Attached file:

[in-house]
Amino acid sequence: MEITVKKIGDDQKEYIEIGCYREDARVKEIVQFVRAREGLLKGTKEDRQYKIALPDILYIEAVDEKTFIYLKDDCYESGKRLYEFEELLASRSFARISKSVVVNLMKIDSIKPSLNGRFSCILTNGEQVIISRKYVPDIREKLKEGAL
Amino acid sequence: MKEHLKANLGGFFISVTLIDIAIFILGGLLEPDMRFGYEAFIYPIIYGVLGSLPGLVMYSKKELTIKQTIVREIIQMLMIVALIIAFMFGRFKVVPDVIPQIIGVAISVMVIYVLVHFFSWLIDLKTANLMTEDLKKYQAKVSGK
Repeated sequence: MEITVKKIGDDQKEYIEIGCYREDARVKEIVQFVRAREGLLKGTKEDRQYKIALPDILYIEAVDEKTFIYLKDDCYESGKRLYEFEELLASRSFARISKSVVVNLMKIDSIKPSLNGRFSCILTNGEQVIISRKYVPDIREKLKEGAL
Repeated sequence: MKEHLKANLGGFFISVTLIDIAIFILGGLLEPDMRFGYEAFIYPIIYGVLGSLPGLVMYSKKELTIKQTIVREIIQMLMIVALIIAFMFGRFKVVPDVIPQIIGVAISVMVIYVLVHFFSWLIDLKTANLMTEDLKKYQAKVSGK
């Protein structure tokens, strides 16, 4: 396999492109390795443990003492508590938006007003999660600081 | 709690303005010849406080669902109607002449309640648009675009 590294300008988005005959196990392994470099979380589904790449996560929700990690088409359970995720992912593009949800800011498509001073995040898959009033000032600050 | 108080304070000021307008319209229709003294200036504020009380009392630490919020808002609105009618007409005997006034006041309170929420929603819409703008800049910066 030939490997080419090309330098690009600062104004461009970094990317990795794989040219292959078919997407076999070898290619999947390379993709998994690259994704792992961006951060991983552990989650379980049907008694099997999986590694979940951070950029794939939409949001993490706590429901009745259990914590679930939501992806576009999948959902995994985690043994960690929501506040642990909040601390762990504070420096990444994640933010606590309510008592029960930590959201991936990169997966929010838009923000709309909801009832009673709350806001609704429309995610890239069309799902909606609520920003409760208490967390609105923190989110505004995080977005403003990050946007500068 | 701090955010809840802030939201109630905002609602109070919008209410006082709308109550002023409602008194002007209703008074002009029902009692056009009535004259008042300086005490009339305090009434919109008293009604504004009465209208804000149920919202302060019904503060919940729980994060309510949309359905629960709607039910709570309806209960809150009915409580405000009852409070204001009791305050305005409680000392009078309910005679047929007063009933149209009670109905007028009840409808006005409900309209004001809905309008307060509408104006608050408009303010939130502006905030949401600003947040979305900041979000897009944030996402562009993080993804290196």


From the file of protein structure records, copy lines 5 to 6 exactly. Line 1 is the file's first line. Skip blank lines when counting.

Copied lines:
Repeated sequence: MKEHLKANLGGFFISVTLIDIAIFILGGLLEPDMRFGYEAFIYPIIYGVLGSLPGLVMYSKKELTIKQTIVREIIQMLMIVALIIAFMFGRFKVVPDVIPQIIGVAISVMVIYVLVHFFSWLIDLKTANLMTEDLKKYQAKVSGK
């Protein structure tokens, strides 16, 4: 396999492109390795443990003492508590938006007003999660600081 | 709690303005010849406080669902109607002449309640648009675009 590294300008988005005959196990392994470099979380589904790449996560929700990690088409359970995720992912593009949800800011498509001073995040898959009033000032600050 | 108080304070000021307008319209229709003294200036504020009380009392630490919020808002609105009618007409005997006034006041309170929420929603819409703008800049910066 030939490997080419090309330098690009600062104004461009970094990317990795794989040219292959078919997407076999070898290619999947390379993709998994690259994704792992961006951060991983552990989650379980049907008694099997999986590694979940951070950029794939939409949001993490706590429901009745259990914590679930939501992806576009999948959902995994985690043994960690929501506040642990909040601390762990504070420096990444994640933010606590309510008592029960930590959201991936990169997966929010838009923000709309909801009832009673709350806001609704429309995610890239069309799902909606609520920003409760208490967390609105923190989110505004995080977005403003990050946007500068 | 701090955010809840802030939201109630905002609602109070919008209410006082709308109550002023409602008194002007209703008074002009029902009692056009009535004259008042300086005490009339305090009434919109008293009604504004009465209208804000149920919202302060019904503060919940729980994060309510949309359905629960709607039910709570309806209960809150009915409580405000009852409070204001009791305050305005409680000392009078309910005679047929007063009933149209009670109905007028009840409808006005409900309209004001809905309008307060509408104006608050408009303010939130502006905030949401600003947040979305900041979000897009944030996402562009993080993804290196």